It would be lovely if we as a nation could come to a consensus and start building a better country for our kids, but for the reason I mentioned before, I don't see that happening.

Call me a pessimist, but when we talk about presidential nominees, I believe they are all pushing the same load of unifying crap as the other candidate. It may come from a different animal, but all of the talk about change and unity and reaching across the aisle is all poop because people are unwilling to be disagreed with.

So whether you #feeltheBern or vote #Trump2016 or any candidate in-between, I have no doubt that every single voter is doing their part to change the country for what they hope is the better. And regardless of how you vote, that is awesome.

What cheapens democracy is when someone dares to voice an opinion that is contrary to someone else's and all hell breaks loose.
It is naive to think that one person can be the catalyst to change in our country. Change does not start at the national level, it starts with you.

When debating someone face-to-face, you can choose whether to get angry and defensive or you can choose to thoughtfully reflect and then present your own ideas. You can choose to be a decent human being to your neighbor or local columnist, no matter their political or religious views, or you can choose to rant and rave at them like a lunatic.

But if you're serious about politics (and you should be--voting is a huge privledge), if you're serious about having the right to your opinions, then it would be prudent to respect others when they're sharing theirs.

You don't have to agree with them or respect their opinions even, but you should at the very least respect the other person as a human being.

Before I go make some chicken pot pies, I just wanted to say one more thing and that is for all of you Christians reading this who are voting for Trump, I'd like to remind you that David beat Goliath with a pebble and a slingshot; God used a young, unmarried girl to be the mother of His Child--God didn't use the loudest, rudest showiest means of acclomplsihing His goals. He used a kid and a sling shot A single young girl. Time and again in the Bible we see God use unlikely characters, humble and broken people to do His will. We are admonished over and over again to have humility we are told the meek shall inherit the earth.(Look, I know I need as much help with that at times as anyone, but part of being Christian is admitting your sins and repenting. It's a cross I take up daily, but I'm trying.)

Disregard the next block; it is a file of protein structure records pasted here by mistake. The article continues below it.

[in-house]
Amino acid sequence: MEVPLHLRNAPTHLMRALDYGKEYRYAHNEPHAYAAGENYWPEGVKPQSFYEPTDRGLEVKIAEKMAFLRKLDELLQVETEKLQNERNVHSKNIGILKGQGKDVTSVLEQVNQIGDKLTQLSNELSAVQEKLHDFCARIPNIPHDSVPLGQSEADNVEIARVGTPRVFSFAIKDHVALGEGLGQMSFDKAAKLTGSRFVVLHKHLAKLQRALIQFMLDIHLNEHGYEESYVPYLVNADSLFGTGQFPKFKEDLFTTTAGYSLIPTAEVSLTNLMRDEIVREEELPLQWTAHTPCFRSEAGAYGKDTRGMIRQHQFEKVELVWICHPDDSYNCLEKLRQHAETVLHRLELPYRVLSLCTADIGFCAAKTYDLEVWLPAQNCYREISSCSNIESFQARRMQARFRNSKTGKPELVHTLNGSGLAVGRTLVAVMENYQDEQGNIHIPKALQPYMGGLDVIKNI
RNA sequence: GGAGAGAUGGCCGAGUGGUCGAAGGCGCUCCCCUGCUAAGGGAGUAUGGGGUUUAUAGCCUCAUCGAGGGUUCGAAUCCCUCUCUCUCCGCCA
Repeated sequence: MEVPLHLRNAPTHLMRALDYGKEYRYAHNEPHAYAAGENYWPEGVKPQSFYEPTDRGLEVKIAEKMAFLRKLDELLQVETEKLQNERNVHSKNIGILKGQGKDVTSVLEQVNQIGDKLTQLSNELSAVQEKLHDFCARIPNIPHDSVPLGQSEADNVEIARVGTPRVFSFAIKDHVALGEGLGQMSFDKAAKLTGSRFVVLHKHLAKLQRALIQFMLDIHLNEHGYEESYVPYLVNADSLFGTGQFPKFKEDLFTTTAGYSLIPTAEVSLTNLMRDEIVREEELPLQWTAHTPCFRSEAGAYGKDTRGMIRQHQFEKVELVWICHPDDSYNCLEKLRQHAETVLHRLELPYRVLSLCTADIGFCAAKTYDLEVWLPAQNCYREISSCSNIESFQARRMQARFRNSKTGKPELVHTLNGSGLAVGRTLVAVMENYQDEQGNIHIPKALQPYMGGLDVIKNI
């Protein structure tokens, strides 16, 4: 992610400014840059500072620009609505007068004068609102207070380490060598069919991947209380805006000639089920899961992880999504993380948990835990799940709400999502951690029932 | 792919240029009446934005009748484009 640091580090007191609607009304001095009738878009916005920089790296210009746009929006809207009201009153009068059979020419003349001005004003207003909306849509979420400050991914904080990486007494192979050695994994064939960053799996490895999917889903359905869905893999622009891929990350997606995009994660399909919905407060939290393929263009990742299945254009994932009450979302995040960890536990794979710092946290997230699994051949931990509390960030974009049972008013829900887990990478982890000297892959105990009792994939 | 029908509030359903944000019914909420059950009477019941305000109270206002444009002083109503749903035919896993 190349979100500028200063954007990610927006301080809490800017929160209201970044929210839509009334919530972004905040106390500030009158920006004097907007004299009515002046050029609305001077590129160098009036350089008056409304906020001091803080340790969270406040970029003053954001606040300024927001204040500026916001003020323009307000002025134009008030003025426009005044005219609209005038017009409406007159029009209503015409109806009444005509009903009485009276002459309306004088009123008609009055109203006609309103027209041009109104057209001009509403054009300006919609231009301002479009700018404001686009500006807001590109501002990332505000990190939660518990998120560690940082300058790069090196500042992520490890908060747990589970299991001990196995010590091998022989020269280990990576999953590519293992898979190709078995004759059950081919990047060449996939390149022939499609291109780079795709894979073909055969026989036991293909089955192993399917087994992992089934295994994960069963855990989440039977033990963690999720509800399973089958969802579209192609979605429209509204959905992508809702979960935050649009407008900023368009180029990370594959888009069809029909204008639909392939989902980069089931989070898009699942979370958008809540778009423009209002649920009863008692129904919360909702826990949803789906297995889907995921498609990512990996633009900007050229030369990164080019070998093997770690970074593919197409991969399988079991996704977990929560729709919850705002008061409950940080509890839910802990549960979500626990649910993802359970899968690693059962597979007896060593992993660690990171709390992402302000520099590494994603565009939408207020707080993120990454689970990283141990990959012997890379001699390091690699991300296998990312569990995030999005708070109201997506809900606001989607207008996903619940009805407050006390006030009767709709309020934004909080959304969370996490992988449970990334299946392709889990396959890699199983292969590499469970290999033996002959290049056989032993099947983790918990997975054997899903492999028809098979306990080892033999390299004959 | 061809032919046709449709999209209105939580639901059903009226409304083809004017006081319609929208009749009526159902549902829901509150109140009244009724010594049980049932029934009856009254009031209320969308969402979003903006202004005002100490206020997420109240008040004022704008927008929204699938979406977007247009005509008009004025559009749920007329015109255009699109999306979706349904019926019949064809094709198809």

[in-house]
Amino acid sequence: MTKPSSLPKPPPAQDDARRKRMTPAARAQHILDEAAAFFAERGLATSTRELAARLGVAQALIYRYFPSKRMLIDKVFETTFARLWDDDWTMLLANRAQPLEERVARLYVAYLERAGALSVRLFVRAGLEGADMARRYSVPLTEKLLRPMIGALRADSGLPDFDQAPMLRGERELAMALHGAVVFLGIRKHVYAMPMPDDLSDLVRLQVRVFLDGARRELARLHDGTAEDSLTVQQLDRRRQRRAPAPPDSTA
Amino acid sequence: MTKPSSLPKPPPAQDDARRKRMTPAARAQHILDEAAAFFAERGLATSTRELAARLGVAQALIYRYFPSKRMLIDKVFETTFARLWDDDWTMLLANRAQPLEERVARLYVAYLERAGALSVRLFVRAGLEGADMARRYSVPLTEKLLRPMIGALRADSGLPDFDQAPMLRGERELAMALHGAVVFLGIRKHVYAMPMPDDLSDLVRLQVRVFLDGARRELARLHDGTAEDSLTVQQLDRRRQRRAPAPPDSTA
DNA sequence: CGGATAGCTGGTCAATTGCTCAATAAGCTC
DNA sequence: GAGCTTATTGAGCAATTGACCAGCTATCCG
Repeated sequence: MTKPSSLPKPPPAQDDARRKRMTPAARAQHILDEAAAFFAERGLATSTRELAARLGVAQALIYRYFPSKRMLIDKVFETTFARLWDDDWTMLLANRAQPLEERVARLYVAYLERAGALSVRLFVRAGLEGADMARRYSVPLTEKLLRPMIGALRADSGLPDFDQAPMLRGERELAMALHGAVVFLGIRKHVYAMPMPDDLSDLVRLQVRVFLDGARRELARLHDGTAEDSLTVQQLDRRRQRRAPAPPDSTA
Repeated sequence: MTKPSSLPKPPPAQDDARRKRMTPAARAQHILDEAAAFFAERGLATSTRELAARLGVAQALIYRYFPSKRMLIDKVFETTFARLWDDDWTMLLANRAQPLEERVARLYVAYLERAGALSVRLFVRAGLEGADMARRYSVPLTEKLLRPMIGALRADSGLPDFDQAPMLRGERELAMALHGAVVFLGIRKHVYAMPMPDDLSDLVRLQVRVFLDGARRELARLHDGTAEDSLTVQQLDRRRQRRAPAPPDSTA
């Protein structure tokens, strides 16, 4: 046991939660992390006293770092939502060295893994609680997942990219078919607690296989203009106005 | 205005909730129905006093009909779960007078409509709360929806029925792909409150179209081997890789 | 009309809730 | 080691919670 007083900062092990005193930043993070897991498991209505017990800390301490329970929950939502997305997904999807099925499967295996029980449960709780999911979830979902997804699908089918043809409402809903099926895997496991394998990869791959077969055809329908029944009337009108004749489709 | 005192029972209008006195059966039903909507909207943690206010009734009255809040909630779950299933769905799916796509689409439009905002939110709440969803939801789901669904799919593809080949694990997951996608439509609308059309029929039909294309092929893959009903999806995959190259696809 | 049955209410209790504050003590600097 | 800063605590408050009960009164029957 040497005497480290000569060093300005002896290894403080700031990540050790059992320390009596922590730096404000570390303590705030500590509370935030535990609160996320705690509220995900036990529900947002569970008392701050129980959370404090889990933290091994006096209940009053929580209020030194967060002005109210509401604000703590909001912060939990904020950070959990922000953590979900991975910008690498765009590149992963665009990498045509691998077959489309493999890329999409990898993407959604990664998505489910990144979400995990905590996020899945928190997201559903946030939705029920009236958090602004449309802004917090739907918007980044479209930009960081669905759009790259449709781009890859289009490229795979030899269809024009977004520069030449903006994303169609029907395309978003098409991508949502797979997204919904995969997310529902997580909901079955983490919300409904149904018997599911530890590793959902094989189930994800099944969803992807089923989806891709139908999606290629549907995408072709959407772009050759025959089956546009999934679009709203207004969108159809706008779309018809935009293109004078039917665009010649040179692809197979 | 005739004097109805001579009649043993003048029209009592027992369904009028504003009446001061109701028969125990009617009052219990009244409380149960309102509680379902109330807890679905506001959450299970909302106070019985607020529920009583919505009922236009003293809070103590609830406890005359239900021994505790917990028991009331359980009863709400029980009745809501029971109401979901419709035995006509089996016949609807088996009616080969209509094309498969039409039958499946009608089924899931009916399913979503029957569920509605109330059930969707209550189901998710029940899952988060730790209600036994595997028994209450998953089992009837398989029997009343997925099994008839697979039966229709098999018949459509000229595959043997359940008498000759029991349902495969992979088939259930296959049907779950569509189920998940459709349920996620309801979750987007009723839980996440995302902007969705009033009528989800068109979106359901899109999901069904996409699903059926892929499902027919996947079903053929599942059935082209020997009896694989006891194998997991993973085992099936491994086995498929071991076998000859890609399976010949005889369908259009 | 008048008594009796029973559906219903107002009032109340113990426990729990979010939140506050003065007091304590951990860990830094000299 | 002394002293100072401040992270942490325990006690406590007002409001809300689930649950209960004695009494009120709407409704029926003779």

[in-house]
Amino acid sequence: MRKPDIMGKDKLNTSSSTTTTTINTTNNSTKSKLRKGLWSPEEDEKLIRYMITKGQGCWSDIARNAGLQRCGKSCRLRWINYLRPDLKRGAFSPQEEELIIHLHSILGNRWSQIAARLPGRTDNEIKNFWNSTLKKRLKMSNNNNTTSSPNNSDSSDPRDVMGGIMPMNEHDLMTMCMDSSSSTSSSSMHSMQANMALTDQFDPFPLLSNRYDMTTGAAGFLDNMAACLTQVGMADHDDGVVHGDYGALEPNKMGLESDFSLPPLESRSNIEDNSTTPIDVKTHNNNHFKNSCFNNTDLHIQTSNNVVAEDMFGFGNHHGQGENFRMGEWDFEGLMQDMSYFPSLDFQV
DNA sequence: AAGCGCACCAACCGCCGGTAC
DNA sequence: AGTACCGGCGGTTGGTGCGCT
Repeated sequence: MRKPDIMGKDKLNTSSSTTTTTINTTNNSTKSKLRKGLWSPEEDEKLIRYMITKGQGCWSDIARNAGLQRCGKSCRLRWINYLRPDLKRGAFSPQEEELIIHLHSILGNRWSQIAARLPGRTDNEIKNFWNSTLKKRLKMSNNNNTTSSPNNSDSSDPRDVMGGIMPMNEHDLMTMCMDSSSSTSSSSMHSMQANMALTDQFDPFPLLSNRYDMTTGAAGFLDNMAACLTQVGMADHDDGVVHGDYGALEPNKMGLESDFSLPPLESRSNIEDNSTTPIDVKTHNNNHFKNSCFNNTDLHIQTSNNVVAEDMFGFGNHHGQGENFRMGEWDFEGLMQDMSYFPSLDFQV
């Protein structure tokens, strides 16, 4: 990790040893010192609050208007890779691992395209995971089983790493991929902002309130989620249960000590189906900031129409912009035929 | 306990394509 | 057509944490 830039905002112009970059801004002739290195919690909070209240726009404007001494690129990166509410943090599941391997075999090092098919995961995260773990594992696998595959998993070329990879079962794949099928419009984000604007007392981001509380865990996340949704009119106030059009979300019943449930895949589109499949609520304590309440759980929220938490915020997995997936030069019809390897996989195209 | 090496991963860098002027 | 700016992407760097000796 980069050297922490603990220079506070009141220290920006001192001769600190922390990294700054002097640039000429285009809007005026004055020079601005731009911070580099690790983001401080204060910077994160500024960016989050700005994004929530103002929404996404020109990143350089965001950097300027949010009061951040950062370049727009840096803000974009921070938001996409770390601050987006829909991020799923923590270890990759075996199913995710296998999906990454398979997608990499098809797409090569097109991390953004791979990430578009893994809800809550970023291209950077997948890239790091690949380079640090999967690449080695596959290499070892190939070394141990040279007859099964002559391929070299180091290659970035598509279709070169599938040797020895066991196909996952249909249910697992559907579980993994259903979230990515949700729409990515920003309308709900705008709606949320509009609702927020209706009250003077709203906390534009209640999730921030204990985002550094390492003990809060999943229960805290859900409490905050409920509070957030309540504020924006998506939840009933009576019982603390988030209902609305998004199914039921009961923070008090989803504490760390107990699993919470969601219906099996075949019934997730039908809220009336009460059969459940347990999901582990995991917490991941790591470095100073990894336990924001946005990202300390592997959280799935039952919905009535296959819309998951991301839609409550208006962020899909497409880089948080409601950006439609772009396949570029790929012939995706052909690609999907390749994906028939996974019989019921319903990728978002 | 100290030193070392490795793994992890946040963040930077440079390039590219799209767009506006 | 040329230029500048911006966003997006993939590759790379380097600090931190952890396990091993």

And if that doesn't give you pause, Christians, then consider this: you're voting for a man who professes to be a follower of God but, by his own admission, has never asked for forgiveness from God for anything. If we don't need forgiveness, we don't need Jesus. You can't follow Jesus if you don't need Him. What could he possibly be saying that compensates for that?

Alright, y'all...pot pie time.

SideNote: Since I wrote a satirical piece likening DTrump to a clown, I thought it only fair to mention here that Bernie Sanders is one lumberjack beard and a microbrew IPA away from playing the Santa role in a "Welcome to Oregon" ad. Gotta love these candidates.

Tuesday, March 8, 2016


International Women's Day is a day to celebrate funnel cakes.

Just kidding. Obviously IWD is a day to celebrate women in all of our awesomeness. It is also a call for equality for men and women of every walk of life.

But for anyone who thinks shattering glass ceilings should be our goal, I'd like to remind you that there is another woman who is sweeping up the shattered remnants of what was broken--and both roles are to be equally celebrated and admired.

Being awesome in the field of medicine or a CEO of a major company or owning your own business (or whatever!) is amazing, and you should be proud of your accomplishments. But that does not mean that the single mom who is working two part-time jobs at fast food restaurants isn't doing something equally amazing. Same goes for the women who choose to stay home, sometimes to the detriment of their bank accounts, in order to raise sons and daughters who will also hopefully have the incredible gift to also choose their own destiny.